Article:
Republishing this here so as not to be accussed of bias against the whole of the US - here comes the wobbly health care from Philadelphia, and they are getting their priorities right (although the comments under the article are the same old "must speak English or die" variety).
"Methodist Healthcare System is dismantling the language barrier with a new translation system. A state-of-the-art interpretation service makes communication with anyone from any country easier.
When you are in the hospital, time is of the essence. The last thing you want to worry about is whether the health care professionals can understand you.
“It’s very frustrating if you are trying to take care of a patient and you can’t ascertain the information that you need to make the appropriate choices in their care,” said Pam Dwyer, RN, director of nursing operations.
Methodist is the first hospital system in the southern U.S. to offer this service, a connection to interpreters within 15 seconds of dialing the phone. Hospital personnel dial up an office in Philadelphia where thousands of certified medical interpreters are available to help speed up the question and answer process.
Patients are happy for the help. “They are surprised. They are happy. They feel relief,” explained Tatiana Sultzbach, manager of diversity and inclusion. “And what better way than to be able to communicate your health care issues in the language you prefer.”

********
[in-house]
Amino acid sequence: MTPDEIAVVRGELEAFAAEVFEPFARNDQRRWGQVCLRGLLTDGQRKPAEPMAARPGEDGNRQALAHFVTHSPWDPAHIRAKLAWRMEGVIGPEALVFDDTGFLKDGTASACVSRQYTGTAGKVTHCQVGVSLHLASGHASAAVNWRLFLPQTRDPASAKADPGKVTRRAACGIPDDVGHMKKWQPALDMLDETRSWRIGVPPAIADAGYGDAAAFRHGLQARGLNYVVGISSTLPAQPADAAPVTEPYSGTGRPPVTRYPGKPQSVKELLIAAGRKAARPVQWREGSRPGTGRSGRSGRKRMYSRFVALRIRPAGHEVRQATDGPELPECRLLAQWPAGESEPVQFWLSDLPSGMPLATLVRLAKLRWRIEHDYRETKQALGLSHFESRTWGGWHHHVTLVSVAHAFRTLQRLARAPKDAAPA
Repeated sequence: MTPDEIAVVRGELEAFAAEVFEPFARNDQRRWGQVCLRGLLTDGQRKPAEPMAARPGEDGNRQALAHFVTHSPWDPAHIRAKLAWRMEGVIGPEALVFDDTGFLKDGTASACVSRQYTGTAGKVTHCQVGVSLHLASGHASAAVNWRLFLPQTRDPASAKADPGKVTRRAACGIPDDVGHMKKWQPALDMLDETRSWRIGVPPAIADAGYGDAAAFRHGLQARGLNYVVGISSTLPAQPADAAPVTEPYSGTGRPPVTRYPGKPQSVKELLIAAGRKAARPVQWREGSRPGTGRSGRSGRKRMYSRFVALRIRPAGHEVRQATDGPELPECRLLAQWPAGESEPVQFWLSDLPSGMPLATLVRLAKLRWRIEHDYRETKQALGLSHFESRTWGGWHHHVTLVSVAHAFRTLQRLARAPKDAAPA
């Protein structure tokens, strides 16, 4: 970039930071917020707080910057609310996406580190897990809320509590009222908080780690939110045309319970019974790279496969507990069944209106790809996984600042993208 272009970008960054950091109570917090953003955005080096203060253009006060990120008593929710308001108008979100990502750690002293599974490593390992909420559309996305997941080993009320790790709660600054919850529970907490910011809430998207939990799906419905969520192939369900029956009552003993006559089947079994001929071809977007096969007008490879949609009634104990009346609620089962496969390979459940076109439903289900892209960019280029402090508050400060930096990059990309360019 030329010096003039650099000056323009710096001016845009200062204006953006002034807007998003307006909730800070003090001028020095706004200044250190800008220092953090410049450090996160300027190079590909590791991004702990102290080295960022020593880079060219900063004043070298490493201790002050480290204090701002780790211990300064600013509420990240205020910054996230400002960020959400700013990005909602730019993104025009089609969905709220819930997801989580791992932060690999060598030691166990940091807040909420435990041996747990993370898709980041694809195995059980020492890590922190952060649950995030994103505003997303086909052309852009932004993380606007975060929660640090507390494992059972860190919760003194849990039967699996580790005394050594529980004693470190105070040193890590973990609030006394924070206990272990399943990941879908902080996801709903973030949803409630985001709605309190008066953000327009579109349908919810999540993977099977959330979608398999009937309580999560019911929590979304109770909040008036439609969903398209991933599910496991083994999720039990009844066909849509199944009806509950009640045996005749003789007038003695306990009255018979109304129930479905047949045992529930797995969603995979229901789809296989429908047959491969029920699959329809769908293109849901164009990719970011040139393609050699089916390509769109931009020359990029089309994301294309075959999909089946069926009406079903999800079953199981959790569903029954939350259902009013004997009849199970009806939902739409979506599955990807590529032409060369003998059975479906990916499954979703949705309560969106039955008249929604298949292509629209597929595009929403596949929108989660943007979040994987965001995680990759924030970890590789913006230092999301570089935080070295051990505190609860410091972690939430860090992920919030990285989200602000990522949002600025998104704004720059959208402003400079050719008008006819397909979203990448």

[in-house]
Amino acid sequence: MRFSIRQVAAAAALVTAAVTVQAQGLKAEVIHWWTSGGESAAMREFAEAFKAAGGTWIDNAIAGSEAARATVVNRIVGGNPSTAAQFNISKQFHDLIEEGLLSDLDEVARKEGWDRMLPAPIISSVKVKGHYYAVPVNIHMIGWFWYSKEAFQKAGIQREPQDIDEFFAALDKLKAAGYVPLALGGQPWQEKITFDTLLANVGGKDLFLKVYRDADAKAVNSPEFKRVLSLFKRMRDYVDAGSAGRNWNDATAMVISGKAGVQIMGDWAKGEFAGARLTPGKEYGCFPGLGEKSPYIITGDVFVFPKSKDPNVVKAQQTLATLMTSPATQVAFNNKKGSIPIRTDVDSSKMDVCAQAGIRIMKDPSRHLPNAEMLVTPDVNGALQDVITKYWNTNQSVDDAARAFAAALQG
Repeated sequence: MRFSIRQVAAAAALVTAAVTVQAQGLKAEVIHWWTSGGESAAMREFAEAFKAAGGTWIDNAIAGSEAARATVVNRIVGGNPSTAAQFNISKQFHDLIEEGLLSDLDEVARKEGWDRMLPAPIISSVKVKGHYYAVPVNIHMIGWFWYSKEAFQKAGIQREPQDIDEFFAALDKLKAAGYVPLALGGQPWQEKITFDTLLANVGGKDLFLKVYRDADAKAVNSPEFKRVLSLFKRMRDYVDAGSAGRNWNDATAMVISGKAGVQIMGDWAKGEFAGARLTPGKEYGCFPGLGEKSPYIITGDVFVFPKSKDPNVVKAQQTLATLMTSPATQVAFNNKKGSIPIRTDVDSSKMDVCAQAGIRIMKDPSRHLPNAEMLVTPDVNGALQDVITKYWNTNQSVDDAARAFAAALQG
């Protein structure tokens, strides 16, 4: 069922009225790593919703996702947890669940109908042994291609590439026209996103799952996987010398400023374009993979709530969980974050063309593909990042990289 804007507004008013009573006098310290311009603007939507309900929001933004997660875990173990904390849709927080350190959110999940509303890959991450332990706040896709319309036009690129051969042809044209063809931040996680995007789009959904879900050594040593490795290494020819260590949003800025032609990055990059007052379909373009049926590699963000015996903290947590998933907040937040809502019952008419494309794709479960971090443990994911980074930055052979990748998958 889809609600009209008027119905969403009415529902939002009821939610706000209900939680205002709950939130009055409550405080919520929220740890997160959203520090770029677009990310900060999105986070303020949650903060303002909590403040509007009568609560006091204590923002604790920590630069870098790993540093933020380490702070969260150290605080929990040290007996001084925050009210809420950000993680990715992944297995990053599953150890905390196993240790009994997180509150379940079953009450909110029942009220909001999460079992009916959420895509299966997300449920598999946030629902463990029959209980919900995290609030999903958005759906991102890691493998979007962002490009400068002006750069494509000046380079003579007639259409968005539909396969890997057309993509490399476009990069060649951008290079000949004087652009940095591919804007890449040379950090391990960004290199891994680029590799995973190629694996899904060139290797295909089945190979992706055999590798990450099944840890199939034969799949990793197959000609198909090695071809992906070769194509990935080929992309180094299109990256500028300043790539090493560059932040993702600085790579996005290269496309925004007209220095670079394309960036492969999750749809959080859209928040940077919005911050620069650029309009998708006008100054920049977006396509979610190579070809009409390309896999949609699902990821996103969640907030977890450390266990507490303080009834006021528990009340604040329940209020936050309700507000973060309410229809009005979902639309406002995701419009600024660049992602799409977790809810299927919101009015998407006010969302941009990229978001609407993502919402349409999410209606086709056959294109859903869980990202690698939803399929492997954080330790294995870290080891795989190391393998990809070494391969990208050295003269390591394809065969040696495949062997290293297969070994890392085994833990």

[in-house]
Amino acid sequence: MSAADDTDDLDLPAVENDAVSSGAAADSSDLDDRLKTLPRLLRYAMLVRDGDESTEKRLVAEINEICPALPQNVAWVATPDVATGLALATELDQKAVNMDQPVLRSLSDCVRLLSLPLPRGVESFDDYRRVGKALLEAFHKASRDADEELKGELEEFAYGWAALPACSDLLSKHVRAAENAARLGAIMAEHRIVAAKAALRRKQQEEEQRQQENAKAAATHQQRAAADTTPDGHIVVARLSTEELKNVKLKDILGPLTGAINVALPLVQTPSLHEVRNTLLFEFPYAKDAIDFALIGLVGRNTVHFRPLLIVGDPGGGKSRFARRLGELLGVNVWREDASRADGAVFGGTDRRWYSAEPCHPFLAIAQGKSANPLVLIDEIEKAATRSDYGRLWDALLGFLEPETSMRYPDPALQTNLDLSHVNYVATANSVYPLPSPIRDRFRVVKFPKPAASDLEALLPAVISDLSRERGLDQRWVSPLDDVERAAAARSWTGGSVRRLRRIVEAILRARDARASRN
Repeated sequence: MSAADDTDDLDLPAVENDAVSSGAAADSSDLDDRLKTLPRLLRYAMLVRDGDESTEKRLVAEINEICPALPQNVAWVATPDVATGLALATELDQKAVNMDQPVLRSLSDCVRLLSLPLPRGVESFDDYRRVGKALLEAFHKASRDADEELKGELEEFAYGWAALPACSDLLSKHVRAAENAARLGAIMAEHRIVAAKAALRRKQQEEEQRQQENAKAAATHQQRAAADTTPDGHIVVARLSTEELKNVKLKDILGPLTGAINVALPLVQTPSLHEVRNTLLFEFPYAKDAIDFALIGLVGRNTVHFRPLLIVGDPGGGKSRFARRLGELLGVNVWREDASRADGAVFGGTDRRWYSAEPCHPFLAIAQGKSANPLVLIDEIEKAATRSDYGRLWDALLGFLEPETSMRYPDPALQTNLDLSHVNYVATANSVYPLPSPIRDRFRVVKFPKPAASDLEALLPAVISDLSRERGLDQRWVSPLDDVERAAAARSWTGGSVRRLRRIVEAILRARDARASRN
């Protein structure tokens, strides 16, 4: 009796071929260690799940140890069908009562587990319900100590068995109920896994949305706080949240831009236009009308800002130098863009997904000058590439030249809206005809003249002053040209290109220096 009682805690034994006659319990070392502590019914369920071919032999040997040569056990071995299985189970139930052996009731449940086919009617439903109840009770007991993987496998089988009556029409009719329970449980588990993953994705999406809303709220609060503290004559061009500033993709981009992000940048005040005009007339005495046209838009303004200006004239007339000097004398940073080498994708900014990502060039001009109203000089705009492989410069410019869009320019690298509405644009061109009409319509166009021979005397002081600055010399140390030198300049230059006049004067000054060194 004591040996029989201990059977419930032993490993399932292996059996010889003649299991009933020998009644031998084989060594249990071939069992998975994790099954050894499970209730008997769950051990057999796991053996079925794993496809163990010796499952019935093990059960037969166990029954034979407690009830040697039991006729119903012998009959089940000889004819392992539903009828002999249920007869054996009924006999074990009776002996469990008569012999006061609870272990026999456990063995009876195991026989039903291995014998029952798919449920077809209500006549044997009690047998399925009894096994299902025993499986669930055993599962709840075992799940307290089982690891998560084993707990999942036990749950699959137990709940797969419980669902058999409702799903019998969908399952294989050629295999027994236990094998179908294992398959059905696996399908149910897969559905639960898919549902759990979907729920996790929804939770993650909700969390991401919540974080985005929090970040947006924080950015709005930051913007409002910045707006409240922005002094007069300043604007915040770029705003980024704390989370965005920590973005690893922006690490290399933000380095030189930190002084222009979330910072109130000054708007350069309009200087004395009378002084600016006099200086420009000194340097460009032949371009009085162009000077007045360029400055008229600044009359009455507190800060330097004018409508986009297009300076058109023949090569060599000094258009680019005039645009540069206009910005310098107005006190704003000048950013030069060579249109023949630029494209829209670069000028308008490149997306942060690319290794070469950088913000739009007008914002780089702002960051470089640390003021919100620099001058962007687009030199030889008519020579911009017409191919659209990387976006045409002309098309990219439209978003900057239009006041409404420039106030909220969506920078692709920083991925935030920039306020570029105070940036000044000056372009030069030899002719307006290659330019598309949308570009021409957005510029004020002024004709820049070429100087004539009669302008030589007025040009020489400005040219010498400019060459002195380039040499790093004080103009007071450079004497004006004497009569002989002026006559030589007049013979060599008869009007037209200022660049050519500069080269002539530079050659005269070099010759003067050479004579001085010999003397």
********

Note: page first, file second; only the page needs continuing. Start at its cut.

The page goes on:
Web cams enable deaf interpretation on the spot. Where there used to be delays of an hour or two for language help, that aid is now immediate.
“We love it. We absolutely love it,” stated Dwyer. “It is essential to taking care of our patients in a timely manner.”
“We’re here not only to service the people who speak English, but everybody who needs it,” added Sultzbach.
The top five languages used by Methodist so far are Spanish, Burmese, American Sign Language, Arabic and Swahili."
Funny how the comments on the article do not demand that the deaf become hearing or leave the country. Funny how people born native speakers don't see language deficiency as a disability, but as a national issue to be dealt with. And interesting, too, that when they start griping it is almost always about the Spanish-speakers.
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